Despite the risks to human health, testing for arsenic isn’t required for most private drinking wells in New Jersey. To help address this regulatory gap, a Rutgers researcher developed a machine learning model that can estimate arsenic contamination in private wells without the need to sample the water itself.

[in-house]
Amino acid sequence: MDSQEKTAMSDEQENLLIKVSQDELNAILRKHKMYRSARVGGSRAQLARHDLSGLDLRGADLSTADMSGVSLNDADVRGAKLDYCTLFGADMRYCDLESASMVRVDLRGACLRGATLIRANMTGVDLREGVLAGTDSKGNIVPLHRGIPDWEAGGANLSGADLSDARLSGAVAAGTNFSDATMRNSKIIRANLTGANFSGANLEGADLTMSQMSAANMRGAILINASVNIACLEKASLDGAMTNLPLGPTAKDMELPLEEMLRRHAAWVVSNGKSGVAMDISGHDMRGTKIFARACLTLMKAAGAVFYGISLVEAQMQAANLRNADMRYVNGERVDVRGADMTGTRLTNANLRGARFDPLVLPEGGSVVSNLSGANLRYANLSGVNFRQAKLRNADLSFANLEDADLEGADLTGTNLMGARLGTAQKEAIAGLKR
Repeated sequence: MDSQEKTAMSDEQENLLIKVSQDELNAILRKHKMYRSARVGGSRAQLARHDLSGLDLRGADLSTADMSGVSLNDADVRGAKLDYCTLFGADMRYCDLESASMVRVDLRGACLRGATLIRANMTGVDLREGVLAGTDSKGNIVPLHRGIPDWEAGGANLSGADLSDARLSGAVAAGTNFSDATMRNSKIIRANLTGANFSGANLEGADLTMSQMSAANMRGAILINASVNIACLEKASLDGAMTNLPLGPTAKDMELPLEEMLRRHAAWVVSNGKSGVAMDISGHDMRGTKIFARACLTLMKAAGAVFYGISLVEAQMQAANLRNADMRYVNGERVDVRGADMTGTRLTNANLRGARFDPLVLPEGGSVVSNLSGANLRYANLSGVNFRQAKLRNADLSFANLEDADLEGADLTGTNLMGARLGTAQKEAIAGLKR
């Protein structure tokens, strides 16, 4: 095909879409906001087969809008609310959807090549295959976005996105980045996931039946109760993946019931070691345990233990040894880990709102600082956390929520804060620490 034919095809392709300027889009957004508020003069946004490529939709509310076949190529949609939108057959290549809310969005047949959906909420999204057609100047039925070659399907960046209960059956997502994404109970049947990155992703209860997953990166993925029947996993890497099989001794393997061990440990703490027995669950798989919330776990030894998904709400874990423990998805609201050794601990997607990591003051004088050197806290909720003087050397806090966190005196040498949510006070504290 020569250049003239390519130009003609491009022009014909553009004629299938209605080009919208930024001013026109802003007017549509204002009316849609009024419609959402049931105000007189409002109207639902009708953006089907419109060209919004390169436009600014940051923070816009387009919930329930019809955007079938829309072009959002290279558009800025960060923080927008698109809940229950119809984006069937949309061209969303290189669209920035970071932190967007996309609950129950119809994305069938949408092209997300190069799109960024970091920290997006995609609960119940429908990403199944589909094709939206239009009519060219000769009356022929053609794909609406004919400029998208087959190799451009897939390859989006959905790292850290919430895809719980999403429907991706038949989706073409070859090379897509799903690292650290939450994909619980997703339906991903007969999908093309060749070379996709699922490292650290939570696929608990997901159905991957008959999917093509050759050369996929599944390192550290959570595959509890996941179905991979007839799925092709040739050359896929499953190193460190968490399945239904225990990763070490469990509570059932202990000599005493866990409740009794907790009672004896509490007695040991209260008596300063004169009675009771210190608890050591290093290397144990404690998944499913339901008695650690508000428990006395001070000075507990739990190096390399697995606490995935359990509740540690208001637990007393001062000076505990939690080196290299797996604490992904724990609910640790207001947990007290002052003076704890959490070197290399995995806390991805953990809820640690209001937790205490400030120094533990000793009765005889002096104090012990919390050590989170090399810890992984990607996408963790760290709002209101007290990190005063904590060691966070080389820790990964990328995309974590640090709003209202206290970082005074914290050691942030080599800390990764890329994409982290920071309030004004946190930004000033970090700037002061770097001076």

“New Jersey has many naturally occurring arsenic sources, which can elevate the arsenic concentration in groundwater,” said Subhasis Giri, an assistant research professor in the Department of Ecology, Evolution and Natural Resources and lead author of the study published in the journal Science of the Total Environment. “Our work contributes to the understanding of this human health risk by revealing the sources of arsenic concentration in private drinking water wells, which will in turn help with mitigation.” To read the full story.